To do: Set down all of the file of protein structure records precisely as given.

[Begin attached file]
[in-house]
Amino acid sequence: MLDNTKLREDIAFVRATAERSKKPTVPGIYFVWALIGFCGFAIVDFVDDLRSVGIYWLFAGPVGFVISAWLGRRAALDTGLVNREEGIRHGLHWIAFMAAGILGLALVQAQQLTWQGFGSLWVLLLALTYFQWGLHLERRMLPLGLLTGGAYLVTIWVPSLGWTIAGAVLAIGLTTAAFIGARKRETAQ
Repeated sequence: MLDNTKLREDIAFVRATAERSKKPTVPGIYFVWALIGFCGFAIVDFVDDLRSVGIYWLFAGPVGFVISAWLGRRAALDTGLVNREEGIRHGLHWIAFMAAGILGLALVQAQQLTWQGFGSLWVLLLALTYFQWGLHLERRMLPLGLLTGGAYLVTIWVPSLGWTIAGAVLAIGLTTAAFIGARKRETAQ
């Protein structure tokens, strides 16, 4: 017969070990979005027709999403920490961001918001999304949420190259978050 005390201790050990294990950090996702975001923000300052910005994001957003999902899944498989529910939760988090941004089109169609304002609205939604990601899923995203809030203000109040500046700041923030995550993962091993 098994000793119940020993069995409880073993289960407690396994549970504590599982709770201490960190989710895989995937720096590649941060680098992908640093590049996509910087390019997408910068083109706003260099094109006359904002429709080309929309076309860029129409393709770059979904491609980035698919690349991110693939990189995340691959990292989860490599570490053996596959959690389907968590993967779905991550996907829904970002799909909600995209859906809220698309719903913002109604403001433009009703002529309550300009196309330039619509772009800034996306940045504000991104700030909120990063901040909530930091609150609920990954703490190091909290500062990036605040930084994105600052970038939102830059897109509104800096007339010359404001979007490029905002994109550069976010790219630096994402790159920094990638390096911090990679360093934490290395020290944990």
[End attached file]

[in-house]
Amino acid sequence: MLDNTKLREDIAFVRATAERSKKPTVPGIYFVWALIGFCGFAIVDFVDDLRSVGIYWLFAGPVGFVISAWLGRRAALDTGLVNREEGIRHGLHWIAFMAAGILGLALVQAQQLTWQGFGSLWVLLLALTYFQWGLHLERRMLPLGLLTGGAYLVTIWVPSLGWTIAGAVLAIGLTTAAFIGARKRETAQ
Repeated sequence: MLDNTKLREDIAFVRATAERSKKPTVPGIYFVWALIGFCGFAIVDFVDDLRSVGIYWLFAGPVGFVISAWLGRRAALDTGLVNREEGIRHGLHWIAFMAAGILGLALVQAQQLTWQGFGSLWVLLLALTYFQWGLHLERRMLPLGLLTGGAYLVTIWVPSLGWTIAGAVLAIGLTTAAFIGARKRETAQ
């Protein structure tokens, strides 16, 4: 017969070990979005027709999403920490961001918001999304949420190259978050 005390201790050990294990950090996702975001923000300052910005994001957003999902899944498989529910939760988090941004089109169609304002609205939604990601899923995203809030203000109040500046700041923030995550993962091993 098994000793119940020993069995409880073993289960407690396994549970504590599982709770201490960190989710895989995937720096590649941060680098992908640093590049996509910087390019997408910068083109706003260099094109006359904002429709080309929309076309860029129409393709770059979904491609980035698919690349991110693939990189995340691959990292989860490599570490053996596959959690389907968590993967779905991550996907829904970002799909909600995209859906809220698309719903913002109604403001433009009703002529309550300009196309330039619509772009800034996306940045504000991104700030909120990063901040909530930091609150609920990954703490190091909290500062990036605040930084994105600052970038939102830059897109509104800096007339010359404001979007490029905002994109550069976010790219630096994402790159920094990638390096911090990679360093934490290395020290944990």